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FreeCons and critics debate the future of American conservatism
In a recent symposium published by the journal Law & Liberty, six authors explored the social, spiritual, and political implications of the Freedom Conservatism Statement of Principles. In response to an earlier statement by National Conservatives, FreeCons have offered “an alternative set of conservative commitments,” as the editors put it, that deserve close scrutiny and spirited debate.
Today we feature four of those authors, all FreeCon signatories.
Right moral foundations
In his Law & Liberty essay, Murray explained that while freedom forms part of our name, our movement rests on a wider, surer base than just liberty. “It is first on our list of principles, to be sure,” he wrote, “but without other foundations, our house would be built on sand.”
Applying the Moral Foundations work of Jonathan Haidt and other scholars, Murray listed six pairs of values — 1) care/harm, 2) fairness/cheating, 3) loyalty/betrayal, 4) authority/subversion, 5) sanctity/degradation, and 6) liberty/oppression — and then identified passages of the FreeCon statement that speak to each.
Consider the natural human desire for fairness. By championing equal opportunity and the rule of law to promote fairness, Murray wrote, FreeCons can “build a broad political movement.”
Andrea Picciotti-Bayer, director of the Conscience Project and columnist for the National Catholic Register, praised the FreeCon statement for articulating “the necessary elements for human flourishing in America.”
Promoting individual liberty, freedom of conscience, the rule of law, and subsidiarity won’t just protect the private practice of religion, Picciotti-Bayer argued. It will ensure that people of faith can live their lives in accordance with that faith.
Which is why she signed the statement:
Mere “freedom of worship” is not what made Christianity, and the Catholicism I hold, thrive in America. Religious freedom is. Freedom conservatism recognizes this.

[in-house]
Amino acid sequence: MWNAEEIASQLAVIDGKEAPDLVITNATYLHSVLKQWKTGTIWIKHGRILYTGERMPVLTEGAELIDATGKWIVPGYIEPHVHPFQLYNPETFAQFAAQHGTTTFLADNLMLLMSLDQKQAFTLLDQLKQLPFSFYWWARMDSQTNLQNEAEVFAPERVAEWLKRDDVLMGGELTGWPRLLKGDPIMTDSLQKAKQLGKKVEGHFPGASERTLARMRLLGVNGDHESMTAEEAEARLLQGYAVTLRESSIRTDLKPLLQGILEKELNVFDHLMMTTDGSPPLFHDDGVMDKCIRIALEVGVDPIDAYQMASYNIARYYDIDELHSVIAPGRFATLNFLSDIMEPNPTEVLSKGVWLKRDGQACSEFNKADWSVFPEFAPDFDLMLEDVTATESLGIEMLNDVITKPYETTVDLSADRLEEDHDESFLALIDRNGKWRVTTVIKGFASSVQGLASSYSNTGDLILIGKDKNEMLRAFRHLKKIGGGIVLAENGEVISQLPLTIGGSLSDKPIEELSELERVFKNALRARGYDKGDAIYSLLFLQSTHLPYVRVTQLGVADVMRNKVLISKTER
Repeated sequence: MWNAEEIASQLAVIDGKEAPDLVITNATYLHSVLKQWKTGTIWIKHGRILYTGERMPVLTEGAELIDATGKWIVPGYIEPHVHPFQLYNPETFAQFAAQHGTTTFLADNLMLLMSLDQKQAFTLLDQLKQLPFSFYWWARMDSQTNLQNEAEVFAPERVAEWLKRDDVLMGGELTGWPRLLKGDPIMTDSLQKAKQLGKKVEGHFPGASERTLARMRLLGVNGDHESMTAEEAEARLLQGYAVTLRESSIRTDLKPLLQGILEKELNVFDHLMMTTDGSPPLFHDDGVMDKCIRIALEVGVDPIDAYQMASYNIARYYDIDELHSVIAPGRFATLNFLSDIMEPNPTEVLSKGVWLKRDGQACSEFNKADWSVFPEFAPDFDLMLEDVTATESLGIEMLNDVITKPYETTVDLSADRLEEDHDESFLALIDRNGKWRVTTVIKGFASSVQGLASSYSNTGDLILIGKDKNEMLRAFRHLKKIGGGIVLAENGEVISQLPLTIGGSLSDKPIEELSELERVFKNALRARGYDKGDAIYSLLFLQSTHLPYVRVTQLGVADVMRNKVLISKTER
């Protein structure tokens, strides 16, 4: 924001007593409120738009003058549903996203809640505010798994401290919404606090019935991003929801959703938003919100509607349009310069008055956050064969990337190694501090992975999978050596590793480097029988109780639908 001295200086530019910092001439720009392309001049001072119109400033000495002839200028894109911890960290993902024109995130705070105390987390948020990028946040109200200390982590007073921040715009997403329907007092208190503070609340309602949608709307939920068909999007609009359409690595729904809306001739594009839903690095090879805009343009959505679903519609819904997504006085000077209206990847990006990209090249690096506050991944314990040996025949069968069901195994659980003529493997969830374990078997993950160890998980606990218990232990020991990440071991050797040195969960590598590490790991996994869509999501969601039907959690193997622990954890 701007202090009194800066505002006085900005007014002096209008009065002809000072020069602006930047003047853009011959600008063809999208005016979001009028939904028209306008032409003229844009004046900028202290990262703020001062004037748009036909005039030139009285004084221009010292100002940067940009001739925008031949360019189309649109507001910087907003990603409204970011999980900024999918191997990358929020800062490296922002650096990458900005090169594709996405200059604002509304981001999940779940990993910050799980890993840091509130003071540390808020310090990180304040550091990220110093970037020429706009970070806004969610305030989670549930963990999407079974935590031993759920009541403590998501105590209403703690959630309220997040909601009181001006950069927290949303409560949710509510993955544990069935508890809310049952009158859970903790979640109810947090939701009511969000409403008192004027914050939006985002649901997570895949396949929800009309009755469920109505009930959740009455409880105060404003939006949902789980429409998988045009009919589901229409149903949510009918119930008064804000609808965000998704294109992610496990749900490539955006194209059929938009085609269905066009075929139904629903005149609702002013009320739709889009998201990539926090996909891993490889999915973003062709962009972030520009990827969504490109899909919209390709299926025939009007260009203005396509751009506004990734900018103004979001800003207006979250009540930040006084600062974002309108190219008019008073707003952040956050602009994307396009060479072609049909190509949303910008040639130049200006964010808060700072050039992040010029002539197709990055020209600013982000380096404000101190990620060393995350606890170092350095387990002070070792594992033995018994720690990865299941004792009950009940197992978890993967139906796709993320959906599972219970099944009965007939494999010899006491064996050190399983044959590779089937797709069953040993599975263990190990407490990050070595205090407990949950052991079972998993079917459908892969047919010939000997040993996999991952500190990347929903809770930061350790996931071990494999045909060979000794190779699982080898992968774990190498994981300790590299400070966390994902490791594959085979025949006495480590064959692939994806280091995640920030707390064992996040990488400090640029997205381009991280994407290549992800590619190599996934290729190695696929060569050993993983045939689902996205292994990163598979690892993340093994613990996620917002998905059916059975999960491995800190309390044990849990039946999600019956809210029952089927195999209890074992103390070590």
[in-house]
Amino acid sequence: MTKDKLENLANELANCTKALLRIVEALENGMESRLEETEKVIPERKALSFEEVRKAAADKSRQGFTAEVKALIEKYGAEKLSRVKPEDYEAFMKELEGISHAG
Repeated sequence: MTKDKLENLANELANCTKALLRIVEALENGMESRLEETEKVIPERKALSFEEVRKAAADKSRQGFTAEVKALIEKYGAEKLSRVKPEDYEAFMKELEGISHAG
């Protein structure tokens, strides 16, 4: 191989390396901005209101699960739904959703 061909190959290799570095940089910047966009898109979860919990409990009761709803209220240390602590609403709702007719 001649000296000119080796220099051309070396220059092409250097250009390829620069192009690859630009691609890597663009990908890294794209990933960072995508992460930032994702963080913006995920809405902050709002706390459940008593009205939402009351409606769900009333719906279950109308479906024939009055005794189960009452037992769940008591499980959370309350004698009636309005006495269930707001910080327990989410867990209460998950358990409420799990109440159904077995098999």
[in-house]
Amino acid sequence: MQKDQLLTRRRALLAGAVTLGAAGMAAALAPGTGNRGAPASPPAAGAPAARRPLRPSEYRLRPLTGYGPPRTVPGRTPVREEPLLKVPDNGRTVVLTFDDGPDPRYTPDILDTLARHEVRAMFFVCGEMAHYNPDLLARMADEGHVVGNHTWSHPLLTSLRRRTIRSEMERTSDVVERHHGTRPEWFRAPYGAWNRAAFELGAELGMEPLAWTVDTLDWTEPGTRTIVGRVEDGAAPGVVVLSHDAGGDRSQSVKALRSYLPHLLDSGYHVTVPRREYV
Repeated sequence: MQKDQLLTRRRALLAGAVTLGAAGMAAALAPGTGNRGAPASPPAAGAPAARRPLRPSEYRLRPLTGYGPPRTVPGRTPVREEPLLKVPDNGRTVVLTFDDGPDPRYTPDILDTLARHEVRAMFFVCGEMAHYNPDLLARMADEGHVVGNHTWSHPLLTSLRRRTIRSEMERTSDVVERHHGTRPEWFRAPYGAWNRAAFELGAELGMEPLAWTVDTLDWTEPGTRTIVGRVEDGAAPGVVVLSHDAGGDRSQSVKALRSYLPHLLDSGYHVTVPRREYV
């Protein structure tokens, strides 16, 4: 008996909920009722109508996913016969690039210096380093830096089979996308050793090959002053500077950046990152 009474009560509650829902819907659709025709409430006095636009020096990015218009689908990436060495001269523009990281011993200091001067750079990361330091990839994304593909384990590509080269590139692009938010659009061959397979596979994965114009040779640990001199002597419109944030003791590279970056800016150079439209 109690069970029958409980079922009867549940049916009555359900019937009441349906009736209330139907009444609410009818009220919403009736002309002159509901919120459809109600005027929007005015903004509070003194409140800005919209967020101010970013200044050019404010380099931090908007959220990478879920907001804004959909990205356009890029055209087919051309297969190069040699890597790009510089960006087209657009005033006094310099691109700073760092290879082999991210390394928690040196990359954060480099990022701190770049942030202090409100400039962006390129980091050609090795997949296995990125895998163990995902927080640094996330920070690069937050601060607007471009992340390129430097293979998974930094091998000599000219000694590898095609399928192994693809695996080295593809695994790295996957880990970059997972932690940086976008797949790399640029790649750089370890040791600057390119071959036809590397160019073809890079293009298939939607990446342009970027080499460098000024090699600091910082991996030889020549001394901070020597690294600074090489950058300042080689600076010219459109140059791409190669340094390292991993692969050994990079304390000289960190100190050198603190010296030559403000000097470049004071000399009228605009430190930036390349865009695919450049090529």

FreeCons must govern
A signatory to the statement of principles, Patterson urged his fellow FreeCons to avoid a key mistake previous generations made: failing to translate abstract principles into practical governance.
In particular, Patterson advised them to build new relationships:
If conservatives want to win, they need to listen to African Americans, Hispanics, and other ethnic and religious minorities without dictating to them the terms of debate. They must then build institutions that foster these communities and integrate them into a broader milieu of freedom conservatism.
Unleash the Zombies!
An associate editor of Law & Liberty and contributor to America Magazine, Rachel Lu began her essay by ridiculing a frequent NatCon objection: that FreeCons are the political equivalent of the Walking Dead:
I’ve been waiting a long time for the Zombie-Reaganite apocalypse. I’m willing to donate my brain to the cause.
In truth, those who adhere to America’s founding principles and seek to apply them skillfully to the challenges of the 21st century must cultivate two key groups, Lu argued: religious traditionalists and young conservatives.
NatCons and their allies embrace fission, not fusion, and are willing to “sacrifice prudence and credibility” to achieve their political ends. “Those tendencies must be checked,” Lu wrote — “by zombie power if necessary.”
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